BEIS claims UK buildings can save over £1bn through energy efficiency

Britain plans to introduce a range of new measures for improving energy efficiency and cutting transport emissions in a bid to speed up its response to tackle climate change.

A new Environment Bill introduced to Parliament on Tuesday is in response to criticism from the government’s own climate advisers that the U.K. is falling behind in implementing policies that will deliver a net-zero carbon emissions economy by 2050.

The proposals include a focus on making commercial buildings more efficient, a move that could save consumers 1 billion pounds a year by 2030, according to the Department of Business, Energy and Industrial Strategy.

The Government has also suggested the possibility of setting minimum energy efficiency standards for rented commercial buildings to level “B” by 2030 – the second highest rating of seven.  

In addition to this, a consultation is being launched on proposals to make it simpler to obtain planning permission for large-scale energy storage facilities, such as large battery units for storing power.

The new legislation is also aimed at strengthening the U.K.’s environmental protection after it leaves the European Union. It includes the creation of a new body, the Office for Environmental Protection.

The Department for Transport said that it plans to start a consultation looking at how all modes of transport can help deliver the sorts of cuts needed to reach net-zero carbon.

“We want to work with industry and communities around the country to develop this plan –- to make our towns and cities better places to live, help to create new jobs, improve air quality and our health, and take urgent action on climate change,” said Grant Shapps, the transport secretary.

Since the U.K. passed into law its intention to become a net-zero emissions economy by mid-century, it has made billions of pounds worth of commitments into battery, hydrogen and carbon-capture technology. In its July report the Committee on Climate Change said that the previous government had delivered on just one of the 25 policy areas needed to meet emissions targets.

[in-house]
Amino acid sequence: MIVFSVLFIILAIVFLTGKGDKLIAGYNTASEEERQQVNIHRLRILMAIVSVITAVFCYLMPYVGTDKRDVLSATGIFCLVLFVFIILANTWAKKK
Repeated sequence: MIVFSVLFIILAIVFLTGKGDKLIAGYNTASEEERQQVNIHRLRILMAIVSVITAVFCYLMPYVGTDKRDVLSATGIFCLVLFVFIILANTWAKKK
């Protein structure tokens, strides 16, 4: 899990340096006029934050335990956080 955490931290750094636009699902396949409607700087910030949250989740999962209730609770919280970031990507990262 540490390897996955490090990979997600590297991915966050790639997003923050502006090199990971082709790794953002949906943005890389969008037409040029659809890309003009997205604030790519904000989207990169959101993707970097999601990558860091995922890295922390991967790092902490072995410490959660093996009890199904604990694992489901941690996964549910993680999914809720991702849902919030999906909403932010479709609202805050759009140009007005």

UKGBC chief executive Julie Hirigoyen believes that the announcement is “most encouraging.”

“We have long called for more ambitious policies to improve the energy performance of our commercial buildings.  It is a welcome complement to the government’s recently announced plans to strengthen energy efficiency standards for new homes – and shows that they are finally understanding the importance of tackling buildings emissions as we strive to meet our climate targets,” she said.

“By signalling a long-term Band B target for rented commercial buildings, the government is providing welcome certainty, which will help underpin businesses’ energy improvement plans and the supporting investment decisions.  As the market has already shown, minimum standards for rented buildings can have a transformative effect on their performance.

“We are also pleased to see the government at last acknowledging the importance of mandatory operational energy ratings for commercial buildings.  There is strong evidence from the Australian NABERS scheme, amongst others, that mandatory operational ratings can radically drive down energy use and reduce emissions.  The best-performing business buildings in Melbourne use between five and six times less energy than their London equivalents.”

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